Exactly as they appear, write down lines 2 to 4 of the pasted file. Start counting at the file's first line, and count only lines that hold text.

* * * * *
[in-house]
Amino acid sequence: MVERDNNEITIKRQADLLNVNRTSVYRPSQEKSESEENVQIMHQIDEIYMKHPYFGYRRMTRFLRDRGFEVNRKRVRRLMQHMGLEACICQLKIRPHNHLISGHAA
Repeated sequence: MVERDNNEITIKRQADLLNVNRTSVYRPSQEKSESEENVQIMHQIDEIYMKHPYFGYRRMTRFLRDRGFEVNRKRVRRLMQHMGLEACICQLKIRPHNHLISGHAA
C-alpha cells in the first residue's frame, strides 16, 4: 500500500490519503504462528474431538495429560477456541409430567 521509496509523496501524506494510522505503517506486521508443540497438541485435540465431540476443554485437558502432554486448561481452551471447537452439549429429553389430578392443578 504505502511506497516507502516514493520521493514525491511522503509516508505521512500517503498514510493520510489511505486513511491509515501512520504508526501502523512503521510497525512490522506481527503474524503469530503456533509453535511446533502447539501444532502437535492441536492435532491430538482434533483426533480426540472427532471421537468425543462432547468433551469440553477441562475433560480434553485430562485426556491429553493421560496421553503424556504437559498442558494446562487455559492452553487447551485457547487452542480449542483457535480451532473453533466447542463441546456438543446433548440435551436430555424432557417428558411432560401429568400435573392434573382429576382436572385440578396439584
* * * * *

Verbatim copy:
Amino acid sequence: MVERDNNEITIKRQADLLNVNRTSVYRPSQEKSESEENVQIMHQIDEIYMKHPYFGYRRMTRFLRDRGFEVNRKRVRRLMQHMGLEACICQLKIRPHNHLISGHAA
Repeated sequence: MVERDNNEITIKRQADLLNVNRTSVYRPSQEKSESEENVQIMHQIDEIYMKHPYFGYRRMTRFLRDRGFEVNRKRVRRLMQHMGLEACICQLKIRPHNHLISGHAA
C-alpha cells in the first residue's frame, strides 16, 4: 500500500490519503504462528474431538495429560477456541409430567 521509496509523496501524506494510522505503517506486521508443540497438541485435540465431540476443554485437558502432554486448561481452551471447537452439549429429553389430578392443578 504505502511506497516507502516514493520521493514525491511522503509516508505521512500517503498514510493520510489511505486513511491509515501512520504508526501502523512503521510497525512490522506481527503474524503469530503456533509453535511446533502447539501444532502437535492441536492435532491430538482434533483426533480426540472427532471421537468425543462432547468433551469440553477441562475433560480434553485430562485426556491429553493421560496421553503424556504437559498442558494446562487455559492452553487447551485457547487452542480449542483457535480451532473453533466447542463441546456438543446433548440435551436430555424432557417428558411432560401429568400435573392434573382429576382436572385440578396439584